Boris Johnson, the United Kingdom’s scandal-plagued prime minister, narrowly survived a no-confidence vote today that would have ousted him from his position as the head of the Conservative Party and reshuffled the British government.
But the final tally—211 votes for Boris, 148 to remove him—also demonstrated that the prime minister has lost the support of a broad swath of his coalition and reaffirms that he is in his most precarious position since assuming office.
Before becoming prime minister, Johnson achieved a level of international notoriety as one of the chief backers of the Brexit campaign to leave the European Union. His blustering persona, loose relationship to the truth, pliable principles, and mop-like hair have earned him repeated (albeit superficial) comparisons to Donald Trump.
In the face of widespread skepticism, Johnson has nevertheless managed to eke out a series of thread-the-needle-style victories in recent years: As Mayor of London, he helped propel the Brexit campaign to an unexpected win in the 2016 referendum. Three years later, he led the Tories to an overwhelming victory over the Labour Party on a promise to “get Brexit done,” even managing to flip the so-called “red wall” of historic Labour strongholds in northern England. And then he accomplished his central campaign promise by successfully negotiating and passing the Brexit deal that many had deemed impossible.
Along the way, he earned a reputation as something of a political survivor. “That nothing ever seems to stick drives his opponents mad,” wrote Tom McTague in a 2021 profile of the Prime Minister published in the Atlantic. “Time and again, when controversy has engulfed him, he has emerged unscathed.”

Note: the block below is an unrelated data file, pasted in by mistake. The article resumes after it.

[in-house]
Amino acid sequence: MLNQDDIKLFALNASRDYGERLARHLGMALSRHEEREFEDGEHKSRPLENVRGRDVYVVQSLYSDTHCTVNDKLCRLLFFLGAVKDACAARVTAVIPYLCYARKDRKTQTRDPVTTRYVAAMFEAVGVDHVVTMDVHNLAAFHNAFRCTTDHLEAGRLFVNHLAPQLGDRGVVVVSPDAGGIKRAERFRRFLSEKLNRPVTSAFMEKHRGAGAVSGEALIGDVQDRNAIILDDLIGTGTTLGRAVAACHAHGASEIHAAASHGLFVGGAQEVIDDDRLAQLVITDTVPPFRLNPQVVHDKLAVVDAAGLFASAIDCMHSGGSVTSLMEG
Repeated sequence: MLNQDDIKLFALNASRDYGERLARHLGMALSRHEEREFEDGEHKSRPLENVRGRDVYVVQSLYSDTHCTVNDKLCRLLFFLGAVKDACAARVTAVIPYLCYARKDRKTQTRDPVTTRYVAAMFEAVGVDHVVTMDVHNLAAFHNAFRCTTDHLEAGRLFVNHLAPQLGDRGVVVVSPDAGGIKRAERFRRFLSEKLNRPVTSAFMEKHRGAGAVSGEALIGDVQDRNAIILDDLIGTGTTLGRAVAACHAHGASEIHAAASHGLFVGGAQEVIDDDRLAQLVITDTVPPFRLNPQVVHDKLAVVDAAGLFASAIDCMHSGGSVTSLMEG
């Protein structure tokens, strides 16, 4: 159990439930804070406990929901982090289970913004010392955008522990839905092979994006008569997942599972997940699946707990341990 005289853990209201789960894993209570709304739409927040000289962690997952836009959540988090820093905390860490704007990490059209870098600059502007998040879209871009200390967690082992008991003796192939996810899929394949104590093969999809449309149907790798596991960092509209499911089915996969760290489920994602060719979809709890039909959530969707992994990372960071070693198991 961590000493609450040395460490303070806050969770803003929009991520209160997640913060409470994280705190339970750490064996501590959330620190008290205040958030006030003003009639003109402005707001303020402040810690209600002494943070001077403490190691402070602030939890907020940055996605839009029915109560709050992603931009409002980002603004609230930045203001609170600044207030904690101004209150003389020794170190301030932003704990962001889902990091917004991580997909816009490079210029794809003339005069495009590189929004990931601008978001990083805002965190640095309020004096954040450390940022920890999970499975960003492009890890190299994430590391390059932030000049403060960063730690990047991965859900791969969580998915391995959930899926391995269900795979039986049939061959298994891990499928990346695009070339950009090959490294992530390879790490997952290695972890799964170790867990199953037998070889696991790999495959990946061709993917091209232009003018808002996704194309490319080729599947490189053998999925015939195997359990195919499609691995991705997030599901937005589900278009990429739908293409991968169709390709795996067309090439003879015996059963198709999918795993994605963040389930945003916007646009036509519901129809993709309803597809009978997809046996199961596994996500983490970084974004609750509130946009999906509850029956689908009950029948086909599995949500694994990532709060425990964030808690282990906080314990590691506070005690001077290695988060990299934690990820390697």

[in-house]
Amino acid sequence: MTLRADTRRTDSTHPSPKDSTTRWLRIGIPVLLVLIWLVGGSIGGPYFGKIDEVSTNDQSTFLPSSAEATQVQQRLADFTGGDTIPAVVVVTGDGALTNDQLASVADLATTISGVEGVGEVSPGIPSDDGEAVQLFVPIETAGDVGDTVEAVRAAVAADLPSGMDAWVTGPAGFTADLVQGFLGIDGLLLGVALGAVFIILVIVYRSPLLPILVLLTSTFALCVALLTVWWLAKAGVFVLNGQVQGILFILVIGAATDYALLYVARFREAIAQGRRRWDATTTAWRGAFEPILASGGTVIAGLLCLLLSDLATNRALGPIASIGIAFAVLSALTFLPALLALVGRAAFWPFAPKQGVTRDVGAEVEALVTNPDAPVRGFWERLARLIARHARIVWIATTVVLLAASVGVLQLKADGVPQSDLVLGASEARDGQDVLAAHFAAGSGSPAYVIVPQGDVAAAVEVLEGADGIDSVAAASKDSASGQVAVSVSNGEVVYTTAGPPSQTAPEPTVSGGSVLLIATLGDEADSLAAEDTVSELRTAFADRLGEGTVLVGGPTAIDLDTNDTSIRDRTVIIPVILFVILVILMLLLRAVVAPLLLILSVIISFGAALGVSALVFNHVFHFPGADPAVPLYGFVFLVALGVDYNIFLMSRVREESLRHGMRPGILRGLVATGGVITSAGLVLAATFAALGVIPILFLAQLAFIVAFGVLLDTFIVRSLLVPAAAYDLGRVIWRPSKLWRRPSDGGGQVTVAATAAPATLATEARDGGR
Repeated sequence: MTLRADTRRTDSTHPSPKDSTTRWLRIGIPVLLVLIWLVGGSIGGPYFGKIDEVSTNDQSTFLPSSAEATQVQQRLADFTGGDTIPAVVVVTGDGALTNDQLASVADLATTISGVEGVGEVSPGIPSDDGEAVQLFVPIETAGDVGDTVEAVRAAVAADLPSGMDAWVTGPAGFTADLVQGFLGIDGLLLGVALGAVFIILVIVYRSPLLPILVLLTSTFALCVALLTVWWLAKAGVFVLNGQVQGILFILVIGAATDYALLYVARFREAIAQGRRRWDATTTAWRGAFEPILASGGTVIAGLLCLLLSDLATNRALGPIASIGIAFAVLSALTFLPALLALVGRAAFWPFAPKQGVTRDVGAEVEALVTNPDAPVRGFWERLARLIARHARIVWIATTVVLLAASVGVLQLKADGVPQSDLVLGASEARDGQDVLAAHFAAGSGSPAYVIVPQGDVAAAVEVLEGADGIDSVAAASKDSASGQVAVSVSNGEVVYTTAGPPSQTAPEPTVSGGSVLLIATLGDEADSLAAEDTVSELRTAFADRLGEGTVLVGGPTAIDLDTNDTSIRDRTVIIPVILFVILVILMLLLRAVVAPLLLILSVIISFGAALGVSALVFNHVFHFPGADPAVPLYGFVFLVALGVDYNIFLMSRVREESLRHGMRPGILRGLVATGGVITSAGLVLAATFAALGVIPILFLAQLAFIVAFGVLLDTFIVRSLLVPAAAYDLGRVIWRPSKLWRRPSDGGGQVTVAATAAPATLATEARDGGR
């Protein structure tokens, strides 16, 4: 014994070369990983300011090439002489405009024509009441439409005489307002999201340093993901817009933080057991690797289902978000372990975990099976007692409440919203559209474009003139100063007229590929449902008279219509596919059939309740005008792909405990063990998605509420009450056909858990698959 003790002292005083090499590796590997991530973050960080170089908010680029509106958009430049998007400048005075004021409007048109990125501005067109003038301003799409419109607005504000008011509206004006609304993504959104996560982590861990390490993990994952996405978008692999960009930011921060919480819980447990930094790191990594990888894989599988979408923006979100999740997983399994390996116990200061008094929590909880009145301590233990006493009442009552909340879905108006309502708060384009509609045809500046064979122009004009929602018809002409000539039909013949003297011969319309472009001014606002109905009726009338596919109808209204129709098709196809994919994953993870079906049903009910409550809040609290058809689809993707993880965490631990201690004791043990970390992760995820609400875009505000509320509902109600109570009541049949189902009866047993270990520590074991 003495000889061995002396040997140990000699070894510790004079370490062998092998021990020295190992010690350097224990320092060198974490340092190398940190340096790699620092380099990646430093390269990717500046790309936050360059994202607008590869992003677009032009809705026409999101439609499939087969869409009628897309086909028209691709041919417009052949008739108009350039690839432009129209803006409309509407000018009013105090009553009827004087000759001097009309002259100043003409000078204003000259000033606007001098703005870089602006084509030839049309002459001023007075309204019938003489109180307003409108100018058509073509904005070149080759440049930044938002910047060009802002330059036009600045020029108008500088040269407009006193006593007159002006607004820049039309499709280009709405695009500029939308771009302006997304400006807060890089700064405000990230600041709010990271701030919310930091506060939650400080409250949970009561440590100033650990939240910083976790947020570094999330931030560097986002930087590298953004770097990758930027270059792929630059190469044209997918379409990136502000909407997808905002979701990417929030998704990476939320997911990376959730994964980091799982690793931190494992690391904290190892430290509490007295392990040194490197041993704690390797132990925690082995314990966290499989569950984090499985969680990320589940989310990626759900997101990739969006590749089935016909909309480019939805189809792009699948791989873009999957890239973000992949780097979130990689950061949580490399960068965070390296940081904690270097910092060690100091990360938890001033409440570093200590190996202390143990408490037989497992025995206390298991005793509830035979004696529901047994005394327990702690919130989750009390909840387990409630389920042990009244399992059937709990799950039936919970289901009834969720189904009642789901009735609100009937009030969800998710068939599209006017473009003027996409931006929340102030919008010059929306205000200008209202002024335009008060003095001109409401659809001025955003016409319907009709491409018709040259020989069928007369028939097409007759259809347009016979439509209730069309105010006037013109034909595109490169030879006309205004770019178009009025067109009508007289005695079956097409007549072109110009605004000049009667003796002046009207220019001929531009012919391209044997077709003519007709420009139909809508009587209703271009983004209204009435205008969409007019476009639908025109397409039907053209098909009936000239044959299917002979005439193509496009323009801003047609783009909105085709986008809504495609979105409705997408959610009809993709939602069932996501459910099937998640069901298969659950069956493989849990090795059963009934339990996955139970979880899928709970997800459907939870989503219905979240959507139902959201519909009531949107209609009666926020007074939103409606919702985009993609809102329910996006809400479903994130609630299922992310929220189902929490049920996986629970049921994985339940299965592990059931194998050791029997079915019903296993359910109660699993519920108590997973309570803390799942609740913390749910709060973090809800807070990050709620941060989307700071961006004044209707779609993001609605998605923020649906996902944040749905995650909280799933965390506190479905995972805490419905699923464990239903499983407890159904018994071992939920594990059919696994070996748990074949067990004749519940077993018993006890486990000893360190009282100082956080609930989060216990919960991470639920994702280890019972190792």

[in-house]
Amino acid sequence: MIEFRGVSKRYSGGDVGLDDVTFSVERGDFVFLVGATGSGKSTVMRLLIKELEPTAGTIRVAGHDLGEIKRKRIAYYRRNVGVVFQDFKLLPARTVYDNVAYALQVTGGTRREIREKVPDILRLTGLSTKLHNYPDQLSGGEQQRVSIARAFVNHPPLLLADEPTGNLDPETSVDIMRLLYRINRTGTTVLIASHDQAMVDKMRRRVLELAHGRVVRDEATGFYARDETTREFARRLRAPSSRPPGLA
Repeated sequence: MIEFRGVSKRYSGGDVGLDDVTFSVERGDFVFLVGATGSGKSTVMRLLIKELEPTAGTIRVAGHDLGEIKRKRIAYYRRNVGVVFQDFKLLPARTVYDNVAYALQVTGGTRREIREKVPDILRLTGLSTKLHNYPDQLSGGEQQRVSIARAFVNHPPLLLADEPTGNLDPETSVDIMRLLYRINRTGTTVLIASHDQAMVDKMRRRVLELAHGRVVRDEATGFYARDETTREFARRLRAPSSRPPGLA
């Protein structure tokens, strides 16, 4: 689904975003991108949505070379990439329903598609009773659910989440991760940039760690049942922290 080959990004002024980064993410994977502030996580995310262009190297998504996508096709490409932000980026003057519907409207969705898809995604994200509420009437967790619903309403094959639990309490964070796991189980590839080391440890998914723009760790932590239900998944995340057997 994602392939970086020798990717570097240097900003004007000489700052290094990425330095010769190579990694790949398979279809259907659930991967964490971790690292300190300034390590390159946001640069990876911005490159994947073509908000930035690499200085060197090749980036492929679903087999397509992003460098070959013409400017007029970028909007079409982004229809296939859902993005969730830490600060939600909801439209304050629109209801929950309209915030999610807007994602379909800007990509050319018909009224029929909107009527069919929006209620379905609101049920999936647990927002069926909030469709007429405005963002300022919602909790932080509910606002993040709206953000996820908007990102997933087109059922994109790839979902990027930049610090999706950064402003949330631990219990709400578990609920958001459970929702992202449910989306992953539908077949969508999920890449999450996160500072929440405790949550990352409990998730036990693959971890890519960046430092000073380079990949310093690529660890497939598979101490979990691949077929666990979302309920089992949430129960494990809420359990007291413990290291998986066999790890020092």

It’s doubly ironic, then, that what ultimately incited today’s vote of no-confidence was a series of parties.
Since December 2021, Johnson has contended with a steady drip of reports that he and members of his staff attended raucous parties at 10 Downing Street while the rest of the country was under strict Covid lockdown. Johnson initially denied that his staff had broken Covid restrictions, only for new details to emerge contradicting that account. Johnson’s political future seemed in doubt when it was revealed that he himself had been in attendance at a birthday celebration thrown in his honor (his explanation to Parliament: that he hadn’t known that he was at a party). Johnson’s popularity plunged, and the Tories suffered catastrophic losses in local elections. By Monday, 54 conservative members of Parliament had filed letters urging Johnson’s resignation, enough to set off today’s vote of no-confidence.
To Americans facing the imminent comeback of a former president who quite literally attempted to overthrow democracy, the uproar over “partygate” might seem quaint, even trivial. But the revelation that Johnson and his staff were flouting Covid rules while ordinary people were being laid off and dying alone in clogged hospitals almost perfectly played into the prime minister’s reputation as a pampered child of privilege with a breezy disregard for protocol.
Johnson may have survived the immediate challenge to his leadership, but he’ll emerge from today’s vote embattled, with his aura of untouchability evaporated. It’s also worth noting that his predecessor, Theresa May, survived a vote of no-confidence only to be forced out of leadership a year later.
In an interview with LBC, Labour Party leader Keir Starmer noted that the vote would be a devastating blow to Johnson no matter how it played out.
It’s “the beginning of the end,” he declared.